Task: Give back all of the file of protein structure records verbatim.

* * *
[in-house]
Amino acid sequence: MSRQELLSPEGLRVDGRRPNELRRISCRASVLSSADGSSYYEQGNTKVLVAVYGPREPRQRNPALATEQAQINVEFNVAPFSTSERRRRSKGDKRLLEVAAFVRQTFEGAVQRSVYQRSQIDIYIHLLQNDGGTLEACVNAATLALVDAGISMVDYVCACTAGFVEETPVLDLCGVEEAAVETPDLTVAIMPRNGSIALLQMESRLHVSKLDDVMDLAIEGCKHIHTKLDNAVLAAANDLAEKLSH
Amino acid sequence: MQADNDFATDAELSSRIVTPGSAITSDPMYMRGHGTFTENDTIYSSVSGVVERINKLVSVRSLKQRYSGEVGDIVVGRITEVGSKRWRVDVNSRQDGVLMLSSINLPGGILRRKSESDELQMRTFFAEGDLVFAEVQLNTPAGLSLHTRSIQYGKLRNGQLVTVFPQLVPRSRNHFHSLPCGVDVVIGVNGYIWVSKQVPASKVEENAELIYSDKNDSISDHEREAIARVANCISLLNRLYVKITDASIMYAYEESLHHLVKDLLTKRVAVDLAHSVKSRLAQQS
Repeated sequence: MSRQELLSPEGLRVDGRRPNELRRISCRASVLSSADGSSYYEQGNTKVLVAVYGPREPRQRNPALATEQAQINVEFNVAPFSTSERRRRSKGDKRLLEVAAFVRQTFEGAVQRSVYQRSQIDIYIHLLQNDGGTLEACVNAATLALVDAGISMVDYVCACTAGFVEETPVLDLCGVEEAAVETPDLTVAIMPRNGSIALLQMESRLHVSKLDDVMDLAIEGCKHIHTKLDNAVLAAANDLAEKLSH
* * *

[in-house]
Amino acid sequence: MSRQELLSPEGLRVDGRRPNELRRISCRASVLSSADGSSYYEQGNTKVLVAVYGPREPRQRNPALATEQAQINVEFNVAPFSTSERRRRSKGDKRLLEVAAFVRQTFEGAVQRSVYQRSQIDIYIHLLQNDGGTLEACVNAATLALVDAGISMVDYVCACTAGFVEETPVLDLCGVEEAAVETPDLTVAIMPRNGSIALLQMESRLHVSKLDDVMDLAIEGCKHIHTKLDNAVLAAANDLAEKLSH
Amino acid sequence: MQADNDFATDAELSSRIVTPGSAITSDPMYMRGHGTFTENDTIYSSVSGVVERINKLVSVRSLKQRYSGEVGDIVVGRITEVGSKRWRVDVNSRQDGVLMLSSINLPGGILRRKSESDELQMRTFFAEGDLVFAEVQLNTPAGLSLHTRSIQYGKLRNGQLVTVFPQLVPRSRNHFHSLPCGVDVVIGVNGYIWVSKQVPASKVEENAELIYSDKNDSISDHEREAIARVANCISLLNRLYVKITDASIMYAYEESLHHLVKDLLTKRVAVDLAHSVKSRLAQQS
Repeated sequence: MSRQELLSPEGLRVDGRRPNELRRISCRASVLSSADGSSYYEQGNTKVLVAVYGPREPRQRNPALATEQAQINVEFNVAPFSTSERRRRSKGDKRLLEVAAFVRQTFEGAVQRSVYQRSQIDIYIHLLQNDGGTLEACVNAATLALVDAGISMVDYVCACTAGFVEETPVLDLCGVEEAAVETPDLTVAIMPRNGSIALLQMESRLHVSKLDDVMDLAIEGCKHIHTKLDNAVLAAANDLAEKLSH